It’s coming up for Another’s half birthday at the end of this month. I know, there right? It’s been a whirlwind and a great one at that. More importantly, cialis I’ve survived. While quitting the day job is a scary prospect for many, myself included, it doesn’t have to be impossible.
So what was I afraid of? If you’re considering going freelance you may be worried about a bunch of unknowns. I know there were a few things that ran through my mind before I took the plunge…
- How do I take care of my accounts, taxes and all that jazz?
- Where do I find new clients?
- Will I go stir crazy working on my own?
There’s an answer to nearly every question you can think of. But here’s a few things I’ve learnt in my first 6 months (ish) of being a freelance web designer.
Accounts, taxes and all that jazz
Seriously, it’s cheesy but ‘tax doesn’t have to be taxing’, and the same can be said for accounts. As a web designer keeping on top of the accounting isn’t as complicated as some professions, there are very few overheads to think about. As long as you’re organised, keep track of all money coming in and going out, get receipts for EVERYTHING, make a note of any work related mileage, and be nice to your clients so they pay you on time it’s nothing to be scared of.
I can tell your next question is “what happens if clients don’t pay?”
While it does happen, it’s not as common as you might fear. But be smart. Personally I take a deposit before starting any work, with the balance to be paid when a project is complete. I’ve had a couple of clients innocently forget to pay before the due date, they received a gentle reminder email where I explain how important it is for me to be paid on time. In both instances I’ve had a phone call the same day to apologise and they’ve paid immediately.
What about actual tax, self assessment and NI?
Being self employed I have the fun task of filling my self assessment. By keeping on top of my accounts throughout the year – little and often is my preferred method – filling out the SA is a painless process. If you’re in any doubt about expenses you can claim, what NI contributions you need to make and anything else tax related I found the HMRC webinars to be a great resource for information.
Keeping on top of it all
I use accounting software, Freeagent*. It’s a subscription based service but at around £16 a month it saves me a heap of time and everything is in one place. I use it to send my invoices, keep track of overdue invoices and any expenses, as well as time tracking for ongoing projects.
* It’s not a sales pitch but that link right there will get you (and myself as a referrer) 10% off the monthly subscription. They also do a free trial.
Finding work and clients
The scary part of this is it’s month on month. By giving up a salary there is no guarantee I’ll make money every month. I have two words – marketing and networking – in equal and large measures.
The first hurdle was coming up with a brand, while I’m a freelancer I decided to trade under the name Another rather than my own name. My main reason is there are quite a few Gemma Harris’ about – I even went to school with one, they put us in the same class, confusing much. Then the next step was the website, the SEO and the supporting documents. All part of the marketing. I’ve learnt a few tricks over the years as a web designer so it was about putting what I know to good use on my own website.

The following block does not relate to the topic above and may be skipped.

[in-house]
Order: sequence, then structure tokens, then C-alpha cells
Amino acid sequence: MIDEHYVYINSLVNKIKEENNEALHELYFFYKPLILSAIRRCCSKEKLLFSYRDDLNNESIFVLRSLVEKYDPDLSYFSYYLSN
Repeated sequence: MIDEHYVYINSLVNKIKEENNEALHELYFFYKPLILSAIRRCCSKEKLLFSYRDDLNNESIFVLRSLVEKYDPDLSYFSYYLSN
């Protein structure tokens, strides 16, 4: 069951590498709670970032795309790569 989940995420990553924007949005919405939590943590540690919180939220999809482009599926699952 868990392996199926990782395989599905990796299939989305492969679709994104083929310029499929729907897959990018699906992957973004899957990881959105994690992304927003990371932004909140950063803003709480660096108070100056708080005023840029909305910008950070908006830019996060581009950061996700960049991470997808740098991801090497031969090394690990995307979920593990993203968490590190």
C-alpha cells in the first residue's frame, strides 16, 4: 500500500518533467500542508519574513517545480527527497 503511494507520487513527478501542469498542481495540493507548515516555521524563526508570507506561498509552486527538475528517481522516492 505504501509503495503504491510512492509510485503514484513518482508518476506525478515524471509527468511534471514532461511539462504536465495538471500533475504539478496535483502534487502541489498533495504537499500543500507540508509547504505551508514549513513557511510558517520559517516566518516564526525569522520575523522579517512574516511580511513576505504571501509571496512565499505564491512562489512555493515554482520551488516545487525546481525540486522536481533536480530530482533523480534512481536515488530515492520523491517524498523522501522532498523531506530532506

In my first 6 months (ish) I’ve been very fortunate in that I haven’t needed to spend any hard cash on advertising, unless you count the business cards I got from moo.com*. I’ve found self promotion, selling yourself to friends, family, previous employers, colleagues or anybody that will listen goes a long way. And yes, this includes the old man that props up the bar at your local.
To start with, the idea of ‘selling myself’ was something I would grimace at, but then I realised that it essentially involved talking about what I enjoy, web design, describing my processes and my work. If potential clients can see your passion they’ll know you’ll do a good job. It’s not all about directly targeting clients though, some of the best conversations and leads have come from peers.
* Again, it’s not a sales pitch but the quality of moo business cards are pretty great. That link right there will get you 10% off your first order, and I’ll get a little off my next order too.
Which leads nicely on to “will I go stir crazy working on my own?”
All I can say is not yet. And as weird as it sounds I never really feel completely on my own. The web community is vast and very welcoming, they’re a social bunch and in-between client work you’ll find them on twitter, writing articles and sharing their experiences. They’re real people too, you can meet them at networking events and such like.
I go along to Second Wednesdays which is a great local event for web related folk to meet, network and listen to speakers talk about what they know best. It doesn’t hurt that you also get a couple of free drinks to get the conversation going!
While it was a daunting decision and one of the hardest I’ve made it’s probably one of the best. I’ve learnt a lot about running a business, about myself and about the industry I work in. I’m more than happy to share any advice to anyone that’s thinking of becoming a freelance web designer, I’m no oracle, I just know what works for me.
And lastly a big thanks!
To everyone that’s got me through the last 6 (ish) months. Friends, family, clients and peers. Here’s to the next 6 (ish) months!!